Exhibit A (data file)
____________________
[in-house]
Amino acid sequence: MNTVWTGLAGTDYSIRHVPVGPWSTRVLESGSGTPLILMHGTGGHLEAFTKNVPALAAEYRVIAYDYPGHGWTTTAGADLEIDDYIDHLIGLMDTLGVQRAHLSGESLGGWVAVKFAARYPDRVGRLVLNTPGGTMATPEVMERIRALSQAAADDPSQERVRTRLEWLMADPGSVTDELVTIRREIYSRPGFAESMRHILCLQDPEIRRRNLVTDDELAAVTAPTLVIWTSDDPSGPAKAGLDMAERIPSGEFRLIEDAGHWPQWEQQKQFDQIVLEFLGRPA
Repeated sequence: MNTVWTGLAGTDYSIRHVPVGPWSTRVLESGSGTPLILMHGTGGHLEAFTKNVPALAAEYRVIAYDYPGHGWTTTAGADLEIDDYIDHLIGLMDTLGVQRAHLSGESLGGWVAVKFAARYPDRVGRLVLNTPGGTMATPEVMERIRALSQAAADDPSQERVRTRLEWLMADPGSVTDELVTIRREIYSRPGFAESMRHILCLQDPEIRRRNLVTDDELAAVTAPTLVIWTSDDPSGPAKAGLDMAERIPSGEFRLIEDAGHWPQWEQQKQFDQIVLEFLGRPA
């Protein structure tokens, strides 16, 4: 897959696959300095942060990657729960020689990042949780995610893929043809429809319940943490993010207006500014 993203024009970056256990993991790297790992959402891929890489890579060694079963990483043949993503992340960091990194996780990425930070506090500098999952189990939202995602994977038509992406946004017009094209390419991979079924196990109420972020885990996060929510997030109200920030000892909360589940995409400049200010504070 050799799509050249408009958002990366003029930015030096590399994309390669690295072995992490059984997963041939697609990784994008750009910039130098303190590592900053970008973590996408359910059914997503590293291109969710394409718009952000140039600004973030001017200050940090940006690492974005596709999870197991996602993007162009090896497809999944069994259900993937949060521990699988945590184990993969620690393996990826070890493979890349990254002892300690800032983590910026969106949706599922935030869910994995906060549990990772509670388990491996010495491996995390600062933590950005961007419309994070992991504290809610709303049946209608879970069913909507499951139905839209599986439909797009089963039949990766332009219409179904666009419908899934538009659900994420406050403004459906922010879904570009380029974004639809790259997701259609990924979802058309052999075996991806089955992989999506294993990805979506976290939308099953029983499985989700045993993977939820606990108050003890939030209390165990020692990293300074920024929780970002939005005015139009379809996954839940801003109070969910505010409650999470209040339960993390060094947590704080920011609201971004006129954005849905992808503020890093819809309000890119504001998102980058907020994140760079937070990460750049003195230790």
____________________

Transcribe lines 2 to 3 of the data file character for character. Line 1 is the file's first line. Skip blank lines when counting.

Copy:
Amino acid sequence: MNTVWTGLAGTDYSIRHVPVGPWSTRVLESGSGTPLILMHGTGGHLEAFTKNVPALAAEYRVIAYDYPGHGWTTTAGADLEIDDYIDHLIGLMDTLGVQRAHLSGESLGGWVAVKFAARYPDRVGRLVLNTPGGTMATPEVMERIRALSQAAADDPSQERVRTRLEWLMADPGSVTDELVTIRREIYSRPGFAESMRHILCLQDPEIRRRNLVTDDELAAVTAPTLVIWTSDDPSGPAKAGLDMAERIPSGEFRLIEDAGHWPQWEQQKQFDQIVLEFLGRPA
Repeated sequence: MNTVWTGLAGTDYSIRHVPVGPWSTRVLESGSGTPLILMHGTGGHLEAFTKNVPALAAEYRVIAYDYPGHGWTTTAGADLEIDDYIDHLIGLMDTLGVQRAHLSGESLGGWVAVKFAARYPDRVGRLVLNTPGGTMATPEVMERIRALSQAAADDPSQERVRTRLEWLMADPGSVTDELVTIRREIYSRPGFAESMRHILCLQDPEIRRRNLVTDDELAAVTAPTLVIWTSDDPSGPAKAGLDMAERIPSGEFRLIEDAGHWPQWEQQKQFDQIVLEFLGRPA